Look at any major resource sharing website for teachers and you will see a task-based culture. You will see schemes of work that prioritise completing things over the pedagogy of thinking about things.
Students learn by thinking. Thinking is an internal activity. Teachers try to affect that internal activity through manipulating external behaviour: they try to get students to think by giving them tasks.
Not every task involves students thinking. And if they do think, they may not think about the concept itself. The apt example from Dan Willingham (sorry!) is that students baking food to simulate the experience of a slave demographic might spend 5% of the time thinking about the historical experience, and the remaining time thinking about the
My curriculum is academic. It aims to affect students’ thinking, and to get them to become more adept at think of difficult concepts.
To do this requires more than a lecturing style of learning. I sat in an interesting keynote where representative of the Primary, Secondary and HE sectors discussed pedagogy for teaching Shakespeare. Of course, Peter Thomas spoke passionately about interesting and engaging pedagogy. The HE representative spoke in purposefully blunt terms of how the only pedagogy in the He sector is discussion. Peter Thomas somewhat recounted his previous passion.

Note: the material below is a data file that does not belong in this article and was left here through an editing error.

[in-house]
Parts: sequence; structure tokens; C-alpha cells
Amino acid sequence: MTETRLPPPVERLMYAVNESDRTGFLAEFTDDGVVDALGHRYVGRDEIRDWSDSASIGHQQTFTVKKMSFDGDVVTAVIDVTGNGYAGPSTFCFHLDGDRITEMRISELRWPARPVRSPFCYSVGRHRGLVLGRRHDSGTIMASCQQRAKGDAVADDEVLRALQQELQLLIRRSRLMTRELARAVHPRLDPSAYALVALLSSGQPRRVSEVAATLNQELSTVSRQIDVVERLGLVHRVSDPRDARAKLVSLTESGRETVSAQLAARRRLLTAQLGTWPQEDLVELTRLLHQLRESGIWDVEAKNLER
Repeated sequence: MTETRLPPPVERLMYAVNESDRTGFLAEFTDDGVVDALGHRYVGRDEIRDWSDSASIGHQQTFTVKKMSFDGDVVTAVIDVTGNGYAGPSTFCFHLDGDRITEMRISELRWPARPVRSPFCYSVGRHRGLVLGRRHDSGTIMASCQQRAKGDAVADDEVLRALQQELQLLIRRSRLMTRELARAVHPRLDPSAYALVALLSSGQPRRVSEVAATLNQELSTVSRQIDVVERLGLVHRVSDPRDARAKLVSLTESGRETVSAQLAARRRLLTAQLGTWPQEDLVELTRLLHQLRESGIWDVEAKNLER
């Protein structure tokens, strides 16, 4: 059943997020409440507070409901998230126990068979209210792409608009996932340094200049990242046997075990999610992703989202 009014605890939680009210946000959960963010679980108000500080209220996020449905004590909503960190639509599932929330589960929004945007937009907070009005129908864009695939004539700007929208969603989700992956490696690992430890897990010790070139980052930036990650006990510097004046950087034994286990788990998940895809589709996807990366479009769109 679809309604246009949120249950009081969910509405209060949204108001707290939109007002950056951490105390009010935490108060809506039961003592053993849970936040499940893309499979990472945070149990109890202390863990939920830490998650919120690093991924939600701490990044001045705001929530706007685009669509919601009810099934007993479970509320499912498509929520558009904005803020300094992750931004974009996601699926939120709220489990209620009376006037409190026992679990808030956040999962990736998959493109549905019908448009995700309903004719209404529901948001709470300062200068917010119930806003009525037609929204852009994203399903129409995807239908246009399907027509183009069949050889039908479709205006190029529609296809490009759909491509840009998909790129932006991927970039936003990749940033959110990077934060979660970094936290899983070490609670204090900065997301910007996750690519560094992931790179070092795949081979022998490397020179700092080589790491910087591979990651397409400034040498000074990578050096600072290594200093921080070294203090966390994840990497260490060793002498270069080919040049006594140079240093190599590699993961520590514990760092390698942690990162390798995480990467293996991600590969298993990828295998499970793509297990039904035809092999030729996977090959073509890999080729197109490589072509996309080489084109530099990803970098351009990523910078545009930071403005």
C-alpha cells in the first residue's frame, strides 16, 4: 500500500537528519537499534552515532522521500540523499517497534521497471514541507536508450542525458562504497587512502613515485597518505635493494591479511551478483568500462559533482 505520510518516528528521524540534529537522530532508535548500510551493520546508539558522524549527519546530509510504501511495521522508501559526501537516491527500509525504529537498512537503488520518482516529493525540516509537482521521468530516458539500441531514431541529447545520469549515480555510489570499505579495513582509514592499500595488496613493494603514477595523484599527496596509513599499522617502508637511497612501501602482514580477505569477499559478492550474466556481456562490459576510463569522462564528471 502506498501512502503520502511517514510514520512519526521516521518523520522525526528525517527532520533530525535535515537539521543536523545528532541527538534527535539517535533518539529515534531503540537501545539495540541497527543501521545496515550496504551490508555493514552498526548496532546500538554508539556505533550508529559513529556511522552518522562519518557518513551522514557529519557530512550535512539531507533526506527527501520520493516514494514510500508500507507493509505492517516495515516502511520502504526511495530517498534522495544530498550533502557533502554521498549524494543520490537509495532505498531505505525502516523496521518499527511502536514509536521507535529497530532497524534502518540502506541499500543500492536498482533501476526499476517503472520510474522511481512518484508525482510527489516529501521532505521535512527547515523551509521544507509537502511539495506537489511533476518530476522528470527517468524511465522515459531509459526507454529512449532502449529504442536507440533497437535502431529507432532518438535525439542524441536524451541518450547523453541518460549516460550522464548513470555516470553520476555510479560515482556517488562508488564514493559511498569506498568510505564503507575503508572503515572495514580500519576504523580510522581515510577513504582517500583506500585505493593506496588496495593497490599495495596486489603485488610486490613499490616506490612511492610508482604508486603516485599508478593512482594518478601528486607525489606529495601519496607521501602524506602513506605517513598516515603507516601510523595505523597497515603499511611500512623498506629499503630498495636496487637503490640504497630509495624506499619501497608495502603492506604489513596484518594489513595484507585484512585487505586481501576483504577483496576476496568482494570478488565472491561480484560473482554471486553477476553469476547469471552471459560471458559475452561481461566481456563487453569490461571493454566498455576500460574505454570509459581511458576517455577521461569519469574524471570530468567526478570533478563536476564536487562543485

What is clear, however, is that there are discussion and idea based pedagogies that can be used whose prime purpose is to make the inner life of the student a thinking one. As a negation, is seeks to avoid ideas being distorted just for the desire to attain the interest or compliance or ‘enjoyment’ of students.
There are three main books I recommend:
The Full English.
The EMC All Sorts (interesting, but really requires more guidance than is provided in the book)
The Total Active Participation Book.
Academic Reading Circles Book.
At the heart of what we do is academic analysis. For this to be effective, we need to manipulate the inner-life of the students. This should be done with social experiences. It takes a certain expertise to do so.
I think that students need to come with at least a vague intention to learn, and with an essential level of literacy.